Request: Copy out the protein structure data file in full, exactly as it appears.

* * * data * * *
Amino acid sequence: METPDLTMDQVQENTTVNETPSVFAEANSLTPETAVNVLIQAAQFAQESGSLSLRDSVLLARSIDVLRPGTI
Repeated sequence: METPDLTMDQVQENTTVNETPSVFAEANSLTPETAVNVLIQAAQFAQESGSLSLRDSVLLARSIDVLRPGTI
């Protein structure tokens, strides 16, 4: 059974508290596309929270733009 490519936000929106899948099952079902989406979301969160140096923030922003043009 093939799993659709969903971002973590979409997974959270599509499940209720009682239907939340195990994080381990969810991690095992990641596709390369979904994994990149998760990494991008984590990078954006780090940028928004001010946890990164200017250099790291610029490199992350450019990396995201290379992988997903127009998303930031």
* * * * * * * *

Amino acid sequence: METPDLTMDQVQENTTVNETPSVFAEANSLTPETAVNVLIQAAQFAQESGSLSLRDSVLLARSIDVLRPGTI
Repeated sequence: METPDLTMDQVQENTTVNETPSVFAEANSLTPETAVNVLIQAAQFAQESGSLSLRDSVLLARSIDVLRPGTI
């Protein structure tokens, strides 16, 4: 059974508290596309929270733009 490519936000929106899948099952079902989406979301969160140096923030922003043009 093939799993659709969903971002973590979409997974959270599509499940209720009682239907939340195990994080381990969810991690095992990641596709390369979904994994990149998760990494991008984590990078954006780090940028928004001010946890990164200017250099790291610029490199992350450019990396995201290379992988997903127009998303930031």